By Chrisleen Herard
Special to the AFRO
As the finance world takes hold of artificial intelligence, the question arises of how it will continue to influence an industry that manages money across the globe.
The idea of artificial intelligence (AI) came from the pages of a children’s book and a German novel from the 1900s. Tin Man’s quest for a heart in the classic “The Wizard of Oz” story and a humanoid robot named Maria in “Metropolis” were early depictions of what AI could be–machines that were able to carry out the human functions of thinking and problem solving.
Soon after, rooms full of scientists, mathematics and philosophers challenged the prospect of AI until it made its way from theory to near omnipresence, being utilized by millions of users in products such as digital assistant software to self-driving cars.
“The beauty about AI is it will make our lives more efficient,” said David West, an AI instructor at School at Night, which is a program administered by The Black upStart – a national training initiative serving African-American innovators interested in starting successful and scaling small businesses. “It’ll allow us
to streamline things and it’ll allow us to automate things that, in all this time, were not able to be automated.”
He added, “I think we’re seeing it in real time. Amongst many things, we’re seeing AI disrupt all industries, causing them to evolve.” The financial industry is just one of many that have made use of AI to conduct business more efficiently.
Financial institutions are utilizing AI to perform functions such as looking up accounts and banking information and identifying fraudulent credit charges based on the amount or the transaction’s location. AI can also assist different banks with money management, market research and credit background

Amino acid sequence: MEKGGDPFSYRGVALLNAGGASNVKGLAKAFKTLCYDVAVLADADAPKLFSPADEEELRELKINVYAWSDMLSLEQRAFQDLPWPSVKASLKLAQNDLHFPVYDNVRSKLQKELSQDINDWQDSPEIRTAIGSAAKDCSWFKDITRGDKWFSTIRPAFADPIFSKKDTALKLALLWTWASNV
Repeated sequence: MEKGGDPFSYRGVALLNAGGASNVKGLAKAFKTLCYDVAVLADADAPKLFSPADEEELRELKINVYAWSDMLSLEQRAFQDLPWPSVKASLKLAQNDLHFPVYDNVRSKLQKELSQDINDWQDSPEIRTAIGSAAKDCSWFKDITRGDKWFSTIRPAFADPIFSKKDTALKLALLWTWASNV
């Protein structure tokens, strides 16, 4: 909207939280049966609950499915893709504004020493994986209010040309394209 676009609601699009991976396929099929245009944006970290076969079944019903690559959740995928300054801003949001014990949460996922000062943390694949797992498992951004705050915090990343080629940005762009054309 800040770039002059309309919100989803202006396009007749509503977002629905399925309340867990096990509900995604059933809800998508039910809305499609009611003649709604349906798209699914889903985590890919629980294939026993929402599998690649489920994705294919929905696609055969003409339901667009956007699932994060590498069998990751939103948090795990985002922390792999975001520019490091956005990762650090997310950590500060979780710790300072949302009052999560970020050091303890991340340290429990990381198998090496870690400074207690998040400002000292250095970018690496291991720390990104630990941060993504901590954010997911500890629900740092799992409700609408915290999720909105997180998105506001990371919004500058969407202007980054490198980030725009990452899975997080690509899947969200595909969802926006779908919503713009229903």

checks of potential borrowers. “AI has many uses in the financial industry,” Amit Umre, an AI project manager, told the AFRO. “Some of the key current areas of where AI is or can be used are risk management, algorithmic trading, fraud
detection, customer profiling and forecasting.”
“The explosion of AI is a game-changer for the financial industry,” said Almendra Olmos, an executive specializing in product management and digital transformation. “It’s not just about automating routine tasks; it’s about fundamentally transforming how we understand risk, customer behavior and even market movements. From automating customer service to providing real-time analytics and fraud detection, AI is becoming an integral part of the financial ecosystem.”
For reasons such as these, AI in the finance world has been on the rise, according to Global Market Insights. Investments made to the financial technology sector, or fintech sector, have increased by over 68 percent from 2020 to 2021. Additionally, in the banking, financial services and insurance market, AI was valued at over $20 billion in 2022 and is expected to reach a compound annual growth rate of 20 percent in 2023, which will increase both investments and AI implementations in the finance industry.